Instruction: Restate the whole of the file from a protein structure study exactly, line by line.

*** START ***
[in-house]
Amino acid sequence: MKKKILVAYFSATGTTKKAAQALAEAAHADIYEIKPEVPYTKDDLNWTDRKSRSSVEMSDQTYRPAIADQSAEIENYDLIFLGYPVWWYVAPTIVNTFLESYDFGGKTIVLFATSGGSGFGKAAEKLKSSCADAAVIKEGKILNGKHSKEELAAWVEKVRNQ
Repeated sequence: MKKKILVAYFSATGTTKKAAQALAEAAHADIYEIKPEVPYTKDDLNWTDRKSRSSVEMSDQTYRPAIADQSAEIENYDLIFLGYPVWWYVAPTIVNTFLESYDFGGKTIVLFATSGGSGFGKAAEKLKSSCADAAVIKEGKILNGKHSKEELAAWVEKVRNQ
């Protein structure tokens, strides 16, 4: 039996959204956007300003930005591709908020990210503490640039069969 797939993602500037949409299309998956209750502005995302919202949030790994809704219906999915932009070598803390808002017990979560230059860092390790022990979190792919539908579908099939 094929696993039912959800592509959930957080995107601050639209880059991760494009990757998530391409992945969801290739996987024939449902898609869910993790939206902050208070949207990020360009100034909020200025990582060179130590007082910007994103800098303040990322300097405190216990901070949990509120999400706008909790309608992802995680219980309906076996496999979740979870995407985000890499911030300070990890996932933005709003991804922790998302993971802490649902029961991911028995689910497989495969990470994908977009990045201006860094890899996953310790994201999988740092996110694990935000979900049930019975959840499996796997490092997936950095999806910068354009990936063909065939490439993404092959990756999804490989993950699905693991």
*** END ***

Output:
[in-house]
Amino acid sequence: MKKKILVAYFSATGTTKKAAQALAEAAHADIYEIKPEVPYTKDDLNWTDRKSRSSVEMSDQTYRPAIADQSAEIENYDLIFLGYPVWWYVAPTIVNTFLESYDFGGKTIVLFATSGGSGFGKAAEKLKSSCADAAVIKEGKILNGKHSKEELAAWVEKVRNQ
Repeated sequence: MKKKILVAYFSATGTTKKAAQALAEAAHADIYEIKPEVPYTKDDLNWTDRKSRSSVEMSDQTYRPAIADQSAEIENYDLIFLGYPVWWYVAPTIVNTFLESYDFGGKTIVLFATSGGSGFGKAAEKLKSSCADAAVIKEGKILNGKHSKEELAAWVEKVRNQ
């Protein structure tokens, strides 16, 4: 039996959204956007300003930005591709908020990210503490640039069969 797939993602500037949409299309998956209750502005995302919202949030790994809704219906999915932009070598803390808002017990979560230059860092390790022990979190792919539908579908099939 094929696993039912959800592509959930957080995107601050639209880059991760494009990757998530391409992945969801290739996987024939449902898609869910993790939206902050208070949207990020360009100034909020200025990582060179130590007082910007994103800098303040990322300097405190216990901070949990509120999400706008909790309608992802995680219980309906076996496999979740979870995407985000890499911030300070990890996932933005709003991804922790998302993971802490649902029961991911028995689910497989495969990470994908977009990045201006860094890899996953310790994201999988740092996110694990935000979900049930019975959840499996796997490092997936950095999806910068354009990936063909065939490439993404092959990756999804490989993950699905693991």